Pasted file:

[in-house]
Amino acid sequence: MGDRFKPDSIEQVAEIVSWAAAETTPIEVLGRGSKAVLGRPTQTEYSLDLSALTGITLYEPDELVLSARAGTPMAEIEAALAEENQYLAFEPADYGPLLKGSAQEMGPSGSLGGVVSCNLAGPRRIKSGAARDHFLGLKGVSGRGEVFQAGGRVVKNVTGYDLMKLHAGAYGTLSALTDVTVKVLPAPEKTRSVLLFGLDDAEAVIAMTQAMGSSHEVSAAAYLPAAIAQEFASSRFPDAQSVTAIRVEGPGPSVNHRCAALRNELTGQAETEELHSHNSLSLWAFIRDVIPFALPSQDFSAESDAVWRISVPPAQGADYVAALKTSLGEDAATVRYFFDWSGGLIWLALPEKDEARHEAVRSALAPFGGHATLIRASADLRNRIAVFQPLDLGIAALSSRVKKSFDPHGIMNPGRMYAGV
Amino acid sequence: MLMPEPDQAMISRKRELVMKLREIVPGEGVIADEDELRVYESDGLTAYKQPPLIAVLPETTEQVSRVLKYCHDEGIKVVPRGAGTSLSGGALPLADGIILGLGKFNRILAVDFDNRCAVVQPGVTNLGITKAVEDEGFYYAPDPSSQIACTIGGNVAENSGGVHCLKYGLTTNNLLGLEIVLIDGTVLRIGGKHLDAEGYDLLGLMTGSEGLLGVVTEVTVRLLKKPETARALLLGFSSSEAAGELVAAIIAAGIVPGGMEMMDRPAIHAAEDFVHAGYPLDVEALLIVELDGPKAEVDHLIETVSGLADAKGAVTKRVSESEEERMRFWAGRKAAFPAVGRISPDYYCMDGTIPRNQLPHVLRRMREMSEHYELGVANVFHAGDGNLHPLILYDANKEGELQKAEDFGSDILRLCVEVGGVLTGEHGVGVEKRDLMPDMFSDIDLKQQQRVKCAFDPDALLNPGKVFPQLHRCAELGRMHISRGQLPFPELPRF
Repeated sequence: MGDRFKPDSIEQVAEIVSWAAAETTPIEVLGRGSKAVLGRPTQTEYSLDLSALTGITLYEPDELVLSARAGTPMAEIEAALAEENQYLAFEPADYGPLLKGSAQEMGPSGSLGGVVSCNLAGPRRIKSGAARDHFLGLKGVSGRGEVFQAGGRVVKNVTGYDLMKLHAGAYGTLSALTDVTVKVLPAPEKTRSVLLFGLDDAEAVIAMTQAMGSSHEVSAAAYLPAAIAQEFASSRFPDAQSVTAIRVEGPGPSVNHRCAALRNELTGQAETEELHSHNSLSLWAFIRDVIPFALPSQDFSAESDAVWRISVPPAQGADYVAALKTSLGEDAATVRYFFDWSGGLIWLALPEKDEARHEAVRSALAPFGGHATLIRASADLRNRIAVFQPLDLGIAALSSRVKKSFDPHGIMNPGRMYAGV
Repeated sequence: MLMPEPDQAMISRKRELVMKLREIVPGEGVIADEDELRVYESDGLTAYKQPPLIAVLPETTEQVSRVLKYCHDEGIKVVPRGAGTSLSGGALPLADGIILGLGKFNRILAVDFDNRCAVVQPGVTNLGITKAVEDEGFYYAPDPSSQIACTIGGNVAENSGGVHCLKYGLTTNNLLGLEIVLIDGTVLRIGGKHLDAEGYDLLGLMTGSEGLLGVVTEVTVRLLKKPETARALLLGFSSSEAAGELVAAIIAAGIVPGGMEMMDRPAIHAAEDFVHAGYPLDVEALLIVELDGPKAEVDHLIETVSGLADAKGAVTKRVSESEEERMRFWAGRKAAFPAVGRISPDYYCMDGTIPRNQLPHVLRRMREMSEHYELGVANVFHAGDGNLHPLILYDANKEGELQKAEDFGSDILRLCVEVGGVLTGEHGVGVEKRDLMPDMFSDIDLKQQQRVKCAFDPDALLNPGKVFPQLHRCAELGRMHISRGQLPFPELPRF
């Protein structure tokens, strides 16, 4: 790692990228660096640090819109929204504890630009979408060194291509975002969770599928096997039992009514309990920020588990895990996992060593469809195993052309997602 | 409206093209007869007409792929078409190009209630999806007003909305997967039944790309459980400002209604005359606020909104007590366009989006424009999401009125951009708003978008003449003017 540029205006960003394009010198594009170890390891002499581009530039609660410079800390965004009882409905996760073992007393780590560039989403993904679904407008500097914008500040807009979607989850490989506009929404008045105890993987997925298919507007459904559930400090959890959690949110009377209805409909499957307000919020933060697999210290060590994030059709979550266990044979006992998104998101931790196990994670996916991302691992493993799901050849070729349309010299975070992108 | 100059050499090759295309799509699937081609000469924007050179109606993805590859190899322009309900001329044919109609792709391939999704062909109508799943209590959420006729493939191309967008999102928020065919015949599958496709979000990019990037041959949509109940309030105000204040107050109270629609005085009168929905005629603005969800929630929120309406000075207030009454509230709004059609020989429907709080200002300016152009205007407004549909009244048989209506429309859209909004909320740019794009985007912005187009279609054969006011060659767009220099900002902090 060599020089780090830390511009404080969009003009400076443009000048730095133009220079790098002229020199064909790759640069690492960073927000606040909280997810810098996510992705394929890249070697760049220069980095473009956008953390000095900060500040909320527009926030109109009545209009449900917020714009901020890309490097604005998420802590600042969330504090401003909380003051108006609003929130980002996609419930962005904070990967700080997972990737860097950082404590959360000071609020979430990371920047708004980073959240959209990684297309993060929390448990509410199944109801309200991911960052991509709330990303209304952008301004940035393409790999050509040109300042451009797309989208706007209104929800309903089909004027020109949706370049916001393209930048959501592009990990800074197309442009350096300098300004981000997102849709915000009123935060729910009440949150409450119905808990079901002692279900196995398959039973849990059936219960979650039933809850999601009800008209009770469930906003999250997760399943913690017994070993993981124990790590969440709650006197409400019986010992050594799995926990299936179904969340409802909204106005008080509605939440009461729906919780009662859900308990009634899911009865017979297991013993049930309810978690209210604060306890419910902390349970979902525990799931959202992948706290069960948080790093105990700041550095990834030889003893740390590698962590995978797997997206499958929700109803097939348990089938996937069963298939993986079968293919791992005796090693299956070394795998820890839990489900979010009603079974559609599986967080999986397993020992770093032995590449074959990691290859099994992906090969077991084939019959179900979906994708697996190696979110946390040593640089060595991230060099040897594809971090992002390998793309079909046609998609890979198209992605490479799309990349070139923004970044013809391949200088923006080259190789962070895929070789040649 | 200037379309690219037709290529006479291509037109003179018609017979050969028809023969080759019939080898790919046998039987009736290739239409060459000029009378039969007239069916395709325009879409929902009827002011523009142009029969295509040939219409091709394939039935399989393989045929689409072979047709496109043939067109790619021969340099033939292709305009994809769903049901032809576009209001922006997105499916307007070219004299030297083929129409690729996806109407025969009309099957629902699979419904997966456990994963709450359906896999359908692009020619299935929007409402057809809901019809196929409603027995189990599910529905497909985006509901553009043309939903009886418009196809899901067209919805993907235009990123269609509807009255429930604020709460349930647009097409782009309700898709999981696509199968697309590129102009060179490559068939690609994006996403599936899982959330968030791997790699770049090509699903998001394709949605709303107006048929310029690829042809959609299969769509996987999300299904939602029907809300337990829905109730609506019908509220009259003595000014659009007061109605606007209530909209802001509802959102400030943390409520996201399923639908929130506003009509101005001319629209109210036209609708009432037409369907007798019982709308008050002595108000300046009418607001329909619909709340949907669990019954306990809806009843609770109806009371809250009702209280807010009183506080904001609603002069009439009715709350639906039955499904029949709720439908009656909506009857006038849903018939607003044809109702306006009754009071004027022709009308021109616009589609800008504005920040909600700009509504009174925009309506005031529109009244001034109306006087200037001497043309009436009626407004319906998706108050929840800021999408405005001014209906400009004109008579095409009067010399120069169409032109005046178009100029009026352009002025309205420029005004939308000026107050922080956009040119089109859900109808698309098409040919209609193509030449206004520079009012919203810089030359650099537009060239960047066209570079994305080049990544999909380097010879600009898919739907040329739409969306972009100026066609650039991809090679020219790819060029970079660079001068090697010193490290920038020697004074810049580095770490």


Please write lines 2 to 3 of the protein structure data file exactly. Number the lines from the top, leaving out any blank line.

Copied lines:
Amino acid sequence: MGDRFKPDSIEQVAEIVSWAAAETTPIEVLGRGSKAVLGRPTQTEYSLDLSALTGITLYEPDELVLSARAGTPMAEIEAALAEENQYLAFEPADYGPLLKGSAQEMGPSGSLGGVVSCNLAGPRRIKSGAARDHFLGLKGVSGRGEVFQAGGRVVKNVTGYDLMKLHAGAYGTLSALTDVTVKVLPAPEKTRSVLLFGLDDAEAVIAMTQAMGSSHEVSAAAYLPAAIAQEFASSRFPDAQSVTAIRVEGPGPSVNHRCAALRNELTGQAETEELHSHNSLSLWAFIRDVIPFALPSQDFSAESDAVWRISVPPAQGADYVAALKTSLGEDAATVRYFFDWSGGLIWLALPEKDEARHEAVRSALAPFGGHATLIRASADLRNRIAVFQPLDLGIAALSSRVKKSFDPHGIMNPGRMYAGV
Amino acid sequence: MLMPEPDQAMISRKRELVMKLREIVPGEGVIADEDELRVYESDGLTAYKQPPLIAVLPETTEQVSRVLKYCHDEGIKVVPRGAGTSLSGGALPLADGIILGLGKFNRILAVDFDNRCAVVQPGVTNLGITKAVEDEGFYYAPDPSSQIACTIGGNVAENSGGVHCLKYGLTTNNLLGLEIVLIDGTVLRIGGKHLDAEGYDLLGLMTGSEGLLGVVTEVTVRLLKKPETARALLLGFSSSEAAGELVAAIIAAGIVPGGMEMMDRPAIHAAEDFVHAGYPLDVEALLIVELDGPKAEVDHLIETVSGLADAKGAVTKRVSESEEERMRFWAGRKAAFPAVGRISPDYYCMDGTIPRNQLPHVLRRMREMSEHYELGVANVFHAGDGNLHPLILYDANKEGELQKAEDFGSDILRLCVEVGGVLTGEHGVGVEKRDLMPDMFSDIDLKQQQRVKCAFDPDALLNPGKVFPQLHRCAELGRMHISRGQLPFPELPRF